Telluride Theatre: Burlesque
Some like it hot:Telluride Theatre presents Burlesque, a fundraiser, live at the historic Sheridan Opera House, 9 p.m. nightly. March 29, Cheap Thrills, $30, $40,& $75 VIP table seats; March 31 & April 1, Hollywood Burlesque, $40, $50, $125 VIP table seats. Limited number of tickets available here or call 970-708-7629. Ages 21+ only.
Leave your trench coat at home. But come with an open mind. (And wallet.) And embrace the ladies (figuratively speaking), who so wholeheartedly embrace the Full Monty and support Telluride Theatre.
What started out as a class for 11 women 7 years ago, Telluride Theatre’s annual fundraiser, Burlesque, has grown into a winter of education, creation and rehearsals, culminating in unforgettable home-grown performances.
The week of events resurrects the raucous and raunchy variety shows of Telluride’s vaudeville era, featuring dancing, comedy, and beautiful local women.
More than 40 ladies are participating in Burlesque this year – and a few brave men. Im January, Telluride’s Theatre’s Sasha Sullivan & Melissa Harris taught 23 women of all ages (the original enrollment boasted 12 beautiful women) beginning burlesque, as they have for seven years. Over a period of eight weeks, these ladies learned to shimmy, shake, strut, strip, and tease. Graduation is marked by the CHEAP THRILLS performance:
“Burlesque has become a celebration of the feminine, a way for women in town to bond, have fun, and explore a different side of themselves,” states the class founder and show director Sullivan. “The women who take this class come out changed. We all do. To be a woman is to be a creator and Burlesque taps into the sensual, beautiful, individual, feminine side of ourselves.” CHEAP THRILLS night is a showcase of their work; each student creates a character, devises her own piece; even makes her own pasties as part of the curriculum.”
The shows on Friday and Saturday, THE HOUSE OF SHIMMY SHAKE, showcases the talents of more experienced Burlesque performers, some of who have performed all seven years. The theme is HOLLYWOOD BURLESQUE: in the world of the silver screen and the walk of fame on the red carpet, clad in their very best designer pasties, they shout … Hooray for Hollywood!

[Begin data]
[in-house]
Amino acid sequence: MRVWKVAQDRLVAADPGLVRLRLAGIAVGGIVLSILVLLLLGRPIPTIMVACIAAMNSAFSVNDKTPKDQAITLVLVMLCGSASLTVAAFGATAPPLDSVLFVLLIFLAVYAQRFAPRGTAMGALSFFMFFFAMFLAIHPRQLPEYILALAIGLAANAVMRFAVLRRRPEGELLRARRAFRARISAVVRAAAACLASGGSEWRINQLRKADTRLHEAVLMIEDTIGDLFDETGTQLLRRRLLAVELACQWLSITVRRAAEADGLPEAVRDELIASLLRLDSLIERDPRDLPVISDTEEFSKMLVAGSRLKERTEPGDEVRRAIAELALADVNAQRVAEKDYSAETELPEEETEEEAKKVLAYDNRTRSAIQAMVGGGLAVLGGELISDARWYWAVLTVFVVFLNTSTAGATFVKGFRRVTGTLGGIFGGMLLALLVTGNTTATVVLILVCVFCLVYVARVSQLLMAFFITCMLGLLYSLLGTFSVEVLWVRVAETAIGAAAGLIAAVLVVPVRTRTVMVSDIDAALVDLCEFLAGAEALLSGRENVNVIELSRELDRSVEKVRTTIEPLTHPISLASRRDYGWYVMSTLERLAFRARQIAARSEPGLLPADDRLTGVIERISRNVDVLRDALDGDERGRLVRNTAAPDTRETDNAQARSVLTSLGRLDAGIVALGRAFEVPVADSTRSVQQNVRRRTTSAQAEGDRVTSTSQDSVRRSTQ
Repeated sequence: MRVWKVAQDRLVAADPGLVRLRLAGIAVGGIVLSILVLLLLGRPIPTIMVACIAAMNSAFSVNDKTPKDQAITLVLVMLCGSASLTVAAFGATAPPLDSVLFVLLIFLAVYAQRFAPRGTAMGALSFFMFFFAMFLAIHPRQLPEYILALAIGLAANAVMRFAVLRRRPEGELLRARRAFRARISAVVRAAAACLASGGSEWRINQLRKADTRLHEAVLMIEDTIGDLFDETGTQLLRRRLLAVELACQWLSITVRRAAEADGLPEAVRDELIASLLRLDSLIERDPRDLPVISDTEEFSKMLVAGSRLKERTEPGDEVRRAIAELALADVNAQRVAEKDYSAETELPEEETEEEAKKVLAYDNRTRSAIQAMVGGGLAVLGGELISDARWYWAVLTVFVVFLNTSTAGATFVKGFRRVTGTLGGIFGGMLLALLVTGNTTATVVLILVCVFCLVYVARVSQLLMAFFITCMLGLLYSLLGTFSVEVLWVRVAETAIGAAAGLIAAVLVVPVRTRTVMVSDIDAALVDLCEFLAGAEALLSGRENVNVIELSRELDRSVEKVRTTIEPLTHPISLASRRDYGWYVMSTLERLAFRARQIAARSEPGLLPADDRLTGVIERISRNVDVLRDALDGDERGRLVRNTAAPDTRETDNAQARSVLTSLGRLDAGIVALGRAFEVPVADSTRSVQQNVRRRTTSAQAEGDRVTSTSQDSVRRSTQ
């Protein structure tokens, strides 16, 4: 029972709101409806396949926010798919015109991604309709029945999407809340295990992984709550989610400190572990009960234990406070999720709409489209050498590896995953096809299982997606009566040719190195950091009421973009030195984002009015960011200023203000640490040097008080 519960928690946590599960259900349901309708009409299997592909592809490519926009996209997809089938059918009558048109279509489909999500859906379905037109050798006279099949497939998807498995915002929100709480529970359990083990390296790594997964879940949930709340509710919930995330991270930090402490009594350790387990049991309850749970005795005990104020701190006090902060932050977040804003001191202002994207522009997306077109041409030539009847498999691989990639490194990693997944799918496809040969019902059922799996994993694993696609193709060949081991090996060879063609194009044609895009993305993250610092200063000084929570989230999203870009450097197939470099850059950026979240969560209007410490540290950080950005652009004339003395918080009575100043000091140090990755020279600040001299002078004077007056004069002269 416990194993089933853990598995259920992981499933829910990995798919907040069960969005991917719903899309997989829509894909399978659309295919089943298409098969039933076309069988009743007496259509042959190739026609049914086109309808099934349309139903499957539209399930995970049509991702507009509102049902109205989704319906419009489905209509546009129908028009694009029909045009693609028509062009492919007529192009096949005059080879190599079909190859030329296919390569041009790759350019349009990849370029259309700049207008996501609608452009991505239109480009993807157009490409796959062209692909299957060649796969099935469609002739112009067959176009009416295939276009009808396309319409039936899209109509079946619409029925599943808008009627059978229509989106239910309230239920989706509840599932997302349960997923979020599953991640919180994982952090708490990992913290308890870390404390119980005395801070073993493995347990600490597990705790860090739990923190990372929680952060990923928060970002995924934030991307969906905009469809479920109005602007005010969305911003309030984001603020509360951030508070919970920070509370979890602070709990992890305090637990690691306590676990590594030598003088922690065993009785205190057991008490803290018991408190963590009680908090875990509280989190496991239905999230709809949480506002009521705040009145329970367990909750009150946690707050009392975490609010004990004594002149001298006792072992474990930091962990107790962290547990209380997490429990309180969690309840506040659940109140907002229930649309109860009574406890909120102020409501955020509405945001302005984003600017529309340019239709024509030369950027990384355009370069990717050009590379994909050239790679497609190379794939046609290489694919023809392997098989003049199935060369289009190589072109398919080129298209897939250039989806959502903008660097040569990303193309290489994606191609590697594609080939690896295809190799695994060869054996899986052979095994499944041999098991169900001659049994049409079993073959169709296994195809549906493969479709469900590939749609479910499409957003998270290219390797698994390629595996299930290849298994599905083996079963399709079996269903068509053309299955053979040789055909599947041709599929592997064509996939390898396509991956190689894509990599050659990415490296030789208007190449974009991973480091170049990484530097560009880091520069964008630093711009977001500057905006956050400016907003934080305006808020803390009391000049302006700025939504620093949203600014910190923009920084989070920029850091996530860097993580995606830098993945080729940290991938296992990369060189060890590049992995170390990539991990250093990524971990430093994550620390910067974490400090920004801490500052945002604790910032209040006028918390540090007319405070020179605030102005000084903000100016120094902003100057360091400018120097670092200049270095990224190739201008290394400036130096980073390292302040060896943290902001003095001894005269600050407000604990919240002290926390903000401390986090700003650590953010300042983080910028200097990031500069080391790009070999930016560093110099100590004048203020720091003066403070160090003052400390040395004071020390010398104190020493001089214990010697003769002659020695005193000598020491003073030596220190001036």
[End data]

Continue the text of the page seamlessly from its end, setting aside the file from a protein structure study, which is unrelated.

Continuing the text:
“Four years ago, we started doing the advanced show to give women who wanted to continue to perform the opportunity. And that group has grown and grown. Now we are creating a polished, sexy, fun show each year,” says Sullivan of HOLLYWOOD BURLESQUE. “Based on this year’s theme, audiences will recognize variations of the theme of characters and scenes from movies they have come to love. The show is chock full of surprises and amazing performances.”
HOLLYWOOD BURLESQUE features 20 women and is, again, directed by Sullivan and choreographed/co-directed by Stephanie Osan and Danielle Jenkins.
Burlesque: A cook’s tour through the history.
According to online sources. burlesque does not twin with stripping.
What’s the difference between a burlesque performer and a stripper?” Burlesque shows often include stripping, but your average strip club will not include any burlesque.But my favorite answer to this question (courtesy of A. Randy Johnson) is “strippers make money; burlesque dancers make costumes”.
The word “burlesque” comes from the Spanish or Italian word “burla” which means to mock, trick, or joke. The original use of the word burlesque was seen in the 16th and 17th century to describe parodies, and grotesque or ridiculous imitations, often of authors or artists of the time.